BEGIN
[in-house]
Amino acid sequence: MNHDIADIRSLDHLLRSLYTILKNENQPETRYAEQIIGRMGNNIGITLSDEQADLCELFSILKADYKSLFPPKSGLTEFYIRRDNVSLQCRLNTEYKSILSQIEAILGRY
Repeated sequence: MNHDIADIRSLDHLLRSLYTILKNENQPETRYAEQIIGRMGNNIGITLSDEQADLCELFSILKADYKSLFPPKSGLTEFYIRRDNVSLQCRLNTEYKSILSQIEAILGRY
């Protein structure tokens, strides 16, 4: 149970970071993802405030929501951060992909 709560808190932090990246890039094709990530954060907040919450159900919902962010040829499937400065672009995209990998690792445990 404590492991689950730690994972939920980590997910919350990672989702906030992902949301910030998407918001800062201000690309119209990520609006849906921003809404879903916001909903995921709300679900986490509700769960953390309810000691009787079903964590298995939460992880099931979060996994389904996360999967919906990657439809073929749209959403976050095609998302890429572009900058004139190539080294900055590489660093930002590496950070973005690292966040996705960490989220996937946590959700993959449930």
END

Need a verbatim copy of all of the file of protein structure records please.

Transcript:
[in-house]
Amino acid sequence: MNHDIADIRSLDHLLRSLYTILKNENQPETRYAEQIIGRMGNNIGITLSDEQADLCELFSILKADYKSLFPPKSGLTEFYIRRDNVSLQCRLNTEYKSILSQIEAILGRY
Repeated sequence: MNHDIADIRSLDHLLRSLYTILKNENQPETRYAEQIIGRMGNNIGITLSDEQADLCELFSILKADYKSLFPPKSGLTEFYIRRDNVSLQCRLNTEYKSILSQIEAILGRY
């Protein structure tokens, strides 16, 4: 149970970071993802405030929501951060992909 709560808190932090990246890039094709990530954060907040919450159900919902962010040829499937400065672009995209990998690792445990 404590492991689950730690994972939920980590997910919350990672989702906030992902949301910030998407918001800062201000690309119209990520609006849906921003809404879903916001909903995921709300679900986490509700769960953390309810000691009787079903964590298995939460992880099931979060996994389904996360999967919906990657439809073929749209959403976050095609998302890429572009900058004139190539080294900055590489660093930002590496950070973005690292966040996705960490989220996937946590959700993959449930």